Everything I fear and dread . . .”

Everything I fear and dread comes true.  I have no peace, no rest,and my troubles never end.” (Job 3:25-26)

It’s a full-blown winter morning where I live as I write this.  The ground is covered with about an inch of snow with more predicted for later today.  The temperature is around 31 degrees with a wind-chill that makes it feel more like 23 degrees.  Ouch!  The weather prognosticators had been predicting this for days but it wasn’t until late Monday afternoon when I took this picture that I began to feel the reality of their educated guesses begin to sink into my bones.  As the dark clouds began to stretch across the beautiful blue sky like a heavy blanket of doom, I began to dread the storm their presence foretold. 

Dread can be a powerful emotion directing and choreographing much of the dance of our lives if we allow it.  Like many emotions, dread can control not just how we feel (drowning the possibility of feeling and sharing other emotions) but can also control how we think.  I guess a little dread was a good thing because it motivated me to make a trip to the grocery store before the storm was predicted to start.  When dread takes over our feeling and thinking life becomes a pretty depressing experience.  Dread was the predominant emotion for Job when he said, “Everything I fear and dread comes true.” 

Negative, powerful emotions like dread change our thinking by causing us to make sweeping generalizations that we then begin to accept as our reality.  Look at the words I’ve underlined in the quote from Job: Everything I fear and dread comes true.  I have no peace, no rest, and my troubles never end.”  When emotions like dread take control they seem to allow these sort of “all-or-nothing” words to slip into our vocabulary and control our thinking.  The next thing we know, we begin to think and live like they’re really true.  Ever caught yourself saying these sort of things?  More than once I’ve caught myself in these sort of situations, but now I’ve learned to be on the watch and challenge myself when I hear them come out of my mouth.  When I catch myself and challenge that sort of thinking, I’m reminded that God’s hope, not dread has the final say in my life so I change my words in order that Job’s quote coming from my mouth would sound something more like this: “Sometimes what I fear and dread comes true.  Sometimes it can feel like I don’t have peace, rest, and that my troubles will never end — but they will.”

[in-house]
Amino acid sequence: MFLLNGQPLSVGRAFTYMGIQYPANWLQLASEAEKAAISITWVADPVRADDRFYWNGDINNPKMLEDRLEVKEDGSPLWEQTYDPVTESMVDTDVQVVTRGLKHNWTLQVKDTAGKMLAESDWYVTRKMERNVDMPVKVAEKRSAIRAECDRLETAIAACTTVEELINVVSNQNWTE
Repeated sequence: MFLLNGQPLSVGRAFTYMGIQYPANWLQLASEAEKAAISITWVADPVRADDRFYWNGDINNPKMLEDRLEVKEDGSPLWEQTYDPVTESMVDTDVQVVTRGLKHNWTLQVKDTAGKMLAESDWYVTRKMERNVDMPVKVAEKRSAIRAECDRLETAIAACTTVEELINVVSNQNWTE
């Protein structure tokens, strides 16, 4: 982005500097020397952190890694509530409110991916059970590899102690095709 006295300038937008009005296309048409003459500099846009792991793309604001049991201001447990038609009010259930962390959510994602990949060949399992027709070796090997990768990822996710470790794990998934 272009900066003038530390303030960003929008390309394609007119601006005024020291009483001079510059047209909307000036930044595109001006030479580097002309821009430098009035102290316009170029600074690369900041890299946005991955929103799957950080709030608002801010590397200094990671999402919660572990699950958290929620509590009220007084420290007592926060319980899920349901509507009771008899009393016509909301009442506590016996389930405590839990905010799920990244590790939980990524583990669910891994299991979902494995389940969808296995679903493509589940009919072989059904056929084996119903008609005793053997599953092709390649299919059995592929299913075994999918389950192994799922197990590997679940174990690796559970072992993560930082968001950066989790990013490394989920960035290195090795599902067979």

The book of of Job in the Bible is a complicated story that seems to explore the nature of pain and suffering in the context of our relationship with God.  It raises important questions about the nature of suffering, the origins of suffering, and God’s relationship with us in the presence of suffering.  Like I said, it’s complicated, but for the purposes of this brief endeavor allow me to simply say that the book ends with God’s hope ruling the day.  Job and God wrestle through the suffering, but God’s hope prevails and God’s relationship with Job is sustaining and enduring.  I pray that when suffering is impending or present I will seek God’s hope over dread as the prevailing force in my life.  How about you?

Hope you have a joyous Thanksgiving!

Blessings and Peace,
Pastor, Cross Lanes United Methodist Church
Cross Lanes, West Virginia

Help save lives! For more information on my book, “A Relentless Hope: Surviving the Storm of Teen Depression,” visit http://www.survivingteendepression.com.

My new book, “Wednesday Wonderings: Spiritual Journaling Through a Lens” is available at http://www.wipfandstock.com and http://www.amazon.com.


Check out my video, “Teens Surviving the Storm”

~ by revgenelson on November 27, 2013.

One Response to “Dread”

  1. Thank you, Gary. Needed that one today!

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